As part of the third pillar, implementing innovative solutions, Ontario will launch Mindability, a first-of-its-kind in Canada program that will provide evidence-based cognitive behavioural therapy to equip Ontarians aged 10 and up with the lifelong skills they need to manage their mental health and overall well-being.
After receiving an assessment from a trained mental health clinician, an eligible individual will be offered a therapy program that addresses their level of need to support their recovery. The types of services available will include internet-based modules, personal workbooks, telephone coaching and clinical counseling, as well as face-to-face, group and individual therapy. Mindability will be funded just like OHIP with no out-of-pocket costs for patients. It will roll out starting in spring 2020 with further expansion planned in the fall.
"Our government continues to fulfill our promise of making mental health and addictions a priority," said Michael Tibollo, Associate Minister of Mental Health and Addictions. "Roadmap to Wellness moves us in the right direction toward building a comprehensive and connected mental health and addictions system that works for all Ontarians across the lifespan. This is a plan that is client-centred, data-driven and evidence-based. Most of all, it is a plan that will ensure that all Ontarians are able to access high-quality services and supports, where and when they need them."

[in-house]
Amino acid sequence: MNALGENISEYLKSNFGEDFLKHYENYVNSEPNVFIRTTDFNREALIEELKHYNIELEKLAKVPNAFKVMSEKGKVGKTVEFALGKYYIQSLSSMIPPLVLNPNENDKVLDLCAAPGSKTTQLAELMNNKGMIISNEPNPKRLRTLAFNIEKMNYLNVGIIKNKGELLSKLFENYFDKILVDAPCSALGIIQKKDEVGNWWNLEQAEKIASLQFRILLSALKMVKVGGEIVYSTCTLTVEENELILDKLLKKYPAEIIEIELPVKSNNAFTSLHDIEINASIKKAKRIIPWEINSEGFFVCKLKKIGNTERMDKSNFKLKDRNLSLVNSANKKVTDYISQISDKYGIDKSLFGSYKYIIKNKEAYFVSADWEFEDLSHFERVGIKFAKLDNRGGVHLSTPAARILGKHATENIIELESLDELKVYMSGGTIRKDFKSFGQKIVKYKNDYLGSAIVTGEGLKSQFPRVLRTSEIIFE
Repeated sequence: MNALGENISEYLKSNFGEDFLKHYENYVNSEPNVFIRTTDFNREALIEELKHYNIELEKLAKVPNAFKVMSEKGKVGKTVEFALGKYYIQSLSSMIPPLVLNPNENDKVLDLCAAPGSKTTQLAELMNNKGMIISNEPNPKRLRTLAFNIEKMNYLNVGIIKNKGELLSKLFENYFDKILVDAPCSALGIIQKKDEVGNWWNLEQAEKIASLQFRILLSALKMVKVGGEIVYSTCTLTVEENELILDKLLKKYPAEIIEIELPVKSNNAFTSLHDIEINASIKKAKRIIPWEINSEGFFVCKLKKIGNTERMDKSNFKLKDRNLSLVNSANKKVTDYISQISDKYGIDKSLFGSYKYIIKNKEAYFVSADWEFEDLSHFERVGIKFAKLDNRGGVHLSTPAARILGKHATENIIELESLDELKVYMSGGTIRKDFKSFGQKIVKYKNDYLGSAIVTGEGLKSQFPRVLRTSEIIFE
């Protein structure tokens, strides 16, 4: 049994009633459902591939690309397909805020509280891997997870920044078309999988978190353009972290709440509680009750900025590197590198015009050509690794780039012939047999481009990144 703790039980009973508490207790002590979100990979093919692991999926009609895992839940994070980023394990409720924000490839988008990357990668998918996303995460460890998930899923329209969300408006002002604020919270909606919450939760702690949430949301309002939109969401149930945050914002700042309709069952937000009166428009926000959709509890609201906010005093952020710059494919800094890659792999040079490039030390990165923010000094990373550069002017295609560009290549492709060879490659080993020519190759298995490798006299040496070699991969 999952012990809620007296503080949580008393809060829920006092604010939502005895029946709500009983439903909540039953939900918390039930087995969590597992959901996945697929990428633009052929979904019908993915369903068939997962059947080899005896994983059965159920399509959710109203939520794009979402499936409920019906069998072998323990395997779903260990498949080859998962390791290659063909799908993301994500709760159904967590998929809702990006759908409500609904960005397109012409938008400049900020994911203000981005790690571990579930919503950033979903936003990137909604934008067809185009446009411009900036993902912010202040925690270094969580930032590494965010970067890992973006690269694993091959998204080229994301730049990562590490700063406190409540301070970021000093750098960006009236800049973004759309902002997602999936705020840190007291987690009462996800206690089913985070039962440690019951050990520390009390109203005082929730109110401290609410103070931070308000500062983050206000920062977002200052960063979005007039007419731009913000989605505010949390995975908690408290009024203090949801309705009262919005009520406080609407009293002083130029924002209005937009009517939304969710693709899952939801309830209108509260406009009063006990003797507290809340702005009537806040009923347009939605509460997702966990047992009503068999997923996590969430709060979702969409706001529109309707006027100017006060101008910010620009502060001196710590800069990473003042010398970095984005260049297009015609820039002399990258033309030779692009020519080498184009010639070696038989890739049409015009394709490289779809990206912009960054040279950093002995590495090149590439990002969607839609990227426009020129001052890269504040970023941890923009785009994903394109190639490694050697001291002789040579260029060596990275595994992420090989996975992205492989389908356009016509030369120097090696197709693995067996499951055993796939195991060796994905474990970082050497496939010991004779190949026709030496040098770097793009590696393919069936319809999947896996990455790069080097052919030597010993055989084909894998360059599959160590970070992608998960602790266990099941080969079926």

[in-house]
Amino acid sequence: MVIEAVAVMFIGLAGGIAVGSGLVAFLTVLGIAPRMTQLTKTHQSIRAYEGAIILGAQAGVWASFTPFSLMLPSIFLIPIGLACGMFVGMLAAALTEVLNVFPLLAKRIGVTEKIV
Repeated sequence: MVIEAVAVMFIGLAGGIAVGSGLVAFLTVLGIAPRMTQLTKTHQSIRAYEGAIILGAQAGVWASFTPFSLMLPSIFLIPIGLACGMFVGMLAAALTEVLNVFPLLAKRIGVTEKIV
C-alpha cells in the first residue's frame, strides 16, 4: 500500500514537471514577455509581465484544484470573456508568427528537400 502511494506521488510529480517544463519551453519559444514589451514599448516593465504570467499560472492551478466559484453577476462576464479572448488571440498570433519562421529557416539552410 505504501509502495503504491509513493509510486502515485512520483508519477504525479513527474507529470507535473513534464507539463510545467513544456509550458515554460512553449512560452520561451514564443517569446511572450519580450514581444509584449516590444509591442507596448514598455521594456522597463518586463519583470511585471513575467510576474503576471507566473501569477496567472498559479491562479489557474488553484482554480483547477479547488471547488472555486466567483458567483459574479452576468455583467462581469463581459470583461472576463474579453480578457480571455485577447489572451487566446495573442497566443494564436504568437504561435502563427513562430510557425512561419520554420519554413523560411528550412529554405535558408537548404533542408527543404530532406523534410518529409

As part of the fourth pillar, improving access, any person living in Ontario will be able to call, text or go online to learn more or get help by using:
- One easy-to-remember and toll-free phone number accessible across the province; and
- An easy-to-use website with an online chat function and client resources.
Ontario is in the process of finalizing plans for the implementation of one number to call. As a first step, in spring 2020 a single number will provide streamlined access to Telehealth Ontario's nine health information and advice programs. The province expects to begin expansion to include other services, including certain mental health services, in fall 2020, with phased expansion thereafter.